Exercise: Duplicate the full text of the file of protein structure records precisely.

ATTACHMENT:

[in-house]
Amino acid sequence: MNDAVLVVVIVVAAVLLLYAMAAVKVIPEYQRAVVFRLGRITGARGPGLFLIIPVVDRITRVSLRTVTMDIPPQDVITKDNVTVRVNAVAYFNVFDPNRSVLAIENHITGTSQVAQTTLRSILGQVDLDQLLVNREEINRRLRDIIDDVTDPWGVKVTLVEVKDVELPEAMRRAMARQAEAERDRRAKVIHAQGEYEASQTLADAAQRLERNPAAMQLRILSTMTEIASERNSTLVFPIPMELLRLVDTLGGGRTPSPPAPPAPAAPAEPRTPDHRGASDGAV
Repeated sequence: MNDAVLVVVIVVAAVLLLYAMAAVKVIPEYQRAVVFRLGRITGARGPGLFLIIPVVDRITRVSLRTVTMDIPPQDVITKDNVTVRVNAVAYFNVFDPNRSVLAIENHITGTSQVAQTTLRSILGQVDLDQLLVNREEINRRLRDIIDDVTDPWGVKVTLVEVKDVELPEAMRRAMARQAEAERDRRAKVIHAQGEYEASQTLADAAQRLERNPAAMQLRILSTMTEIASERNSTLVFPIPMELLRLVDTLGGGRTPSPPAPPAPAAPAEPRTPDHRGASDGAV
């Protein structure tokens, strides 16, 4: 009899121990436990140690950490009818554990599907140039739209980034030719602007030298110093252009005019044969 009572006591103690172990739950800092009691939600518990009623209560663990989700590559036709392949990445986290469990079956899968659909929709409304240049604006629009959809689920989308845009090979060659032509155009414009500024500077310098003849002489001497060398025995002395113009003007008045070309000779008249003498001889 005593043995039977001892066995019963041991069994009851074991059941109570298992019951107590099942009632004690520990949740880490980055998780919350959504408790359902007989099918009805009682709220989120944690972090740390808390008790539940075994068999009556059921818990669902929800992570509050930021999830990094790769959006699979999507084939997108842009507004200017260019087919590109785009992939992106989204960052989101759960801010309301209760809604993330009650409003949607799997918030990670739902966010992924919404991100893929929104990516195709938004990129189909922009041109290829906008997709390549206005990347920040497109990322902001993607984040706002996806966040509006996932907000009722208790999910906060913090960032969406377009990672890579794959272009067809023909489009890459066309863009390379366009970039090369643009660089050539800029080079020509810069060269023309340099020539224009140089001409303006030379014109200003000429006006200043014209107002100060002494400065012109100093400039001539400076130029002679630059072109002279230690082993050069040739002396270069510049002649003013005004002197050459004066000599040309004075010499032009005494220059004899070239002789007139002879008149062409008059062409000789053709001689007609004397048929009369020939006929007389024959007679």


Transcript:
[in-house]
Amino acid sequence: MNDAVLVVVIVVAAVLLLYAMAAVKVIPEYQRAVVFRLGRITGARGPGLFLIIPVVDRITRVSLRTVTMDIPPQDVITKDNVTVRVNAVAYFNVFDPNRSVLAIENHITGTSQVAQTTLRSILGQVDLDQLLVNREEINRRLRDIIDDVTDPWGVKVTLVEVKDVELPEAMRRAMARQAEAERDRRAKVIHAQGEYEASQTLADAAQRLERNPAAMQLRILSTMTEIASERNSTLVFPIPMELLRLVDTLGGGRTPSPPAPPAPAAPAEPRTPDHRGASDGAV
Repeated sequence: MNDAVLVVVIVVAAVLLLYAMAAVKVIPEYQRAVVFRLGRITGARGPGLFLIIPVVDRITRVSLRTVTMDIPPQDVITKDNVTVRVNAVAYFNVFDPNRSVLAIENHITGTSQVAQTTLRSILGQVDLDQLLVNREEINRRLRDIIDDVTDPWGVKVTLVEVKDVELPEAMRRAMARQAEAERDRRAKVIHAQGEYEASQTLADAAQRLERNPAAMQLRILSTMTEIASERNSTLVFPIPMELLRLVDTLGGGRTPSPPAPPAPAAPAEPRTPDHRGASDGAV
């Protein structure tokens, strides 16, 4: 009899121990436990140690950490009818554990599907140039739209980034030719602007030298110093252009005019044969 009572006591103690172990739950800092009691939600518990009623209560663990989700590559036709392949990445986290469990079956899968659909929709409304240049604006629009959809689920989308845009090979060659032509155009414009500024500077310098003849002489001497060398025995002395113009003007008045070309000779008249003498001889 005593043995039977001892066995019963041991069994009851074991059941109570298992019951107590099942009632004690520990949740880490980055998780919350959504408790359902007989099918009805009682709220989120944690972090740390808390008790539940075994068999009556059921818990669902929800992570509050930021999830990094790769959006699979999507084939997108842009507004200017260019087919590109785009992939992106989204960052989101759960801010309301209760809604993330009650409003949607799997918030990670739902966010992924919404991100893929929104990516195709938004990129189909922009041109290829906008997709390549206005990347920040497109990322902001993607984040706002996806966040509006996932907000009722208790999910906060913090960032969406377009990672890579794959272009067809023909489009890459066309863009390379366009970039090369643009660089050539800029080079020509810069060269023309340099020539224009140089001409303006030379014109200003000429006006200043014209107002100060002494400065012109100093400039001539400076130029002679630059072109002279230690082993050069040739002396270069510049002649003013005004002197050459004066000599040309004075010499032009005494220059004899070239002789007139002879008149062409008059062409000789053709001689007609004397048929009369020939006929007389024959007679």